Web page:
Melkite, from the Syriac word malkā for "King" and the Arabic word Malakī (Arabic: ملكي, meaning "royal", and by extension, "imperial"), was originally a pejorative term for Middle Eastern Christians who accepted the authority of the Council of Chalcedon (451) and the Byzantine Emperor, a term applied to them by non-Chalcedonians. Of the Chalcedonian churches, Greek Catholics continue to use the term, while Eastern Orthodox do not.
The Greek element signifies the Byzantine Rite heritage of the church, the liturgy used by all the Eastern Orthodox Churches.
The term Catholic acknowledges communion with the Church of Rome and implies participation in the universal Christian church. According to Church tradition, the Melkite Church of Antioch is the "oldest continuous Christian community in the world".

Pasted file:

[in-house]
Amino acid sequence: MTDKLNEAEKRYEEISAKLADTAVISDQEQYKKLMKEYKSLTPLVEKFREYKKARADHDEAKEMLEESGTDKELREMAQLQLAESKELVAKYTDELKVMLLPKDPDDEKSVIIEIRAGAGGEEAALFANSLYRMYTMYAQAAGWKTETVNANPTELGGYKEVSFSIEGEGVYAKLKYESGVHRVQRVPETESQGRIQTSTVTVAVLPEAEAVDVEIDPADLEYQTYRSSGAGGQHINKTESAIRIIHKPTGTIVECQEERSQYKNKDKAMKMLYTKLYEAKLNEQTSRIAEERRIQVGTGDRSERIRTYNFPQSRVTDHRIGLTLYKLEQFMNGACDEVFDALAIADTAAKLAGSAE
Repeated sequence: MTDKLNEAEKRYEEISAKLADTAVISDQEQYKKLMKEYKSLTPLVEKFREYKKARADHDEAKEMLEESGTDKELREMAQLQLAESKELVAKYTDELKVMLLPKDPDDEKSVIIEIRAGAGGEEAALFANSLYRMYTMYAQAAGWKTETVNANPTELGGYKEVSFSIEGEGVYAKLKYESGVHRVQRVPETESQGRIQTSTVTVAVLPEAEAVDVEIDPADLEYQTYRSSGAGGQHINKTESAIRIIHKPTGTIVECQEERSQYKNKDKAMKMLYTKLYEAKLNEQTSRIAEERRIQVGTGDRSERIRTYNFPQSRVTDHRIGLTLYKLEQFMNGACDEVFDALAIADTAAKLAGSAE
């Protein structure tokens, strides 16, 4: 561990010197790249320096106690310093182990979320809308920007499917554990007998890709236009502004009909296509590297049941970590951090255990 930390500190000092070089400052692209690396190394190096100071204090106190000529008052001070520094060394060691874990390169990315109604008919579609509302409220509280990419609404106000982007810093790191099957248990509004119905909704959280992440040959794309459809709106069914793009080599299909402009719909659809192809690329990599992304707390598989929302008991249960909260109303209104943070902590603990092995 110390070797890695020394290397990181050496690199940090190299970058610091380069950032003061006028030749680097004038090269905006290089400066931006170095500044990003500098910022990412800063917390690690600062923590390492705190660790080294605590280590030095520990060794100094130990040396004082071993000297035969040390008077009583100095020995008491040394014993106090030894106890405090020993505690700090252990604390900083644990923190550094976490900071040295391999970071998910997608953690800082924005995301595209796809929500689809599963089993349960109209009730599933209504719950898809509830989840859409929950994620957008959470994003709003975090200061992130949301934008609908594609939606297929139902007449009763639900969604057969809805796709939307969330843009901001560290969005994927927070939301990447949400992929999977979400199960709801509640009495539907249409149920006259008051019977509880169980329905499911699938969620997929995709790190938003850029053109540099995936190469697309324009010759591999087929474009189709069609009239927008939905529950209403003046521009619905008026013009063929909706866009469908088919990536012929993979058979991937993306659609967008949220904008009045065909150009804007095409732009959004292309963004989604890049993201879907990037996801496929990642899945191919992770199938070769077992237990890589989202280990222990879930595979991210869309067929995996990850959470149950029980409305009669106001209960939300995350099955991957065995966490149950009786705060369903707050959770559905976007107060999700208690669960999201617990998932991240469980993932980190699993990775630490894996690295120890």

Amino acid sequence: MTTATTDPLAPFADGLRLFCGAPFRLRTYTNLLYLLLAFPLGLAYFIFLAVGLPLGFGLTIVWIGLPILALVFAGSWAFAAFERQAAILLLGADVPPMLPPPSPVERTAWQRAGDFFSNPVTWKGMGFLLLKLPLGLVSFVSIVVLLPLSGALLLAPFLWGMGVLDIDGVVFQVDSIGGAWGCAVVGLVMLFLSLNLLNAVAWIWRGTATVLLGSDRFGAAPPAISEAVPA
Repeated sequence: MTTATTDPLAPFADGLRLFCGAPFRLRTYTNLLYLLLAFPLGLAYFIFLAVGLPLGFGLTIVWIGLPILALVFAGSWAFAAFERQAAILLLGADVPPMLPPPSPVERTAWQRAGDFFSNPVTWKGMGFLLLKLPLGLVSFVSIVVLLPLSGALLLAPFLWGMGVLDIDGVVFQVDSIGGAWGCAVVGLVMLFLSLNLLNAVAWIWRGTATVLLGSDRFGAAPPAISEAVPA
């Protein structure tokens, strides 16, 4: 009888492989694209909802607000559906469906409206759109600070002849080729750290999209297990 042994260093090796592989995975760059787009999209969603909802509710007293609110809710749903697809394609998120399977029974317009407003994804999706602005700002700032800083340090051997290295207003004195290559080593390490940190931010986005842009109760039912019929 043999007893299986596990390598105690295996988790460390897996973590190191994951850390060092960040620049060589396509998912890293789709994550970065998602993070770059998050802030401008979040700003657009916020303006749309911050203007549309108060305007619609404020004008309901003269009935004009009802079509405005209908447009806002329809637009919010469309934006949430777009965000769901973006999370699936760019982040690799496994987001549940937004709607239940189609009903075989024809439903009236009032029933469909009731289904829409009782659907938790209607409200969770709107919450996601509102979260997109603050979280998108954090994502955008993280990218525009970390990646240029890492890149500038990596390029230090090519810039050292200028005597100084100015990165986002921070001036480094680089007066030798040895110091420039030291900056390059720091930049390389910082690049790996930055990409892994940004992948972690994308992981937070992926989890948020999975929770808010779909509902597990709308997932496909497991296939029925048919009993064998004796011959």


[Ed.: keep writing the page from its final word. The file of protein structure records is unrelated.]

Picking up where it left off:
In Arabic, the official language of the church, it is called ar-Rūm al-Kathūlīk (Arabic: الروم الكاثوليك). The Arabic word "Rūm" means Roman, from the Greek word "Romaioi" by which the Greek-speaking Eastern (called "Byzantine" in modern parlance) Romans had continued to identify themselves even when the Roman empire had ceased to exist elsewhere. The name literally means "Roman Catholic", confusingly for the modern English-speaker, but this does not refer to the Latin-speaking Western Catholic Church of Rome but rather to the Greek-speaking Eastern Orthodox "Byzantine" Roman heritage, the centre of gravity of which was the city of "New Rome" (Latin: Nova Roma, Greek: Νέα Ρώμη), i.e. Constantinople.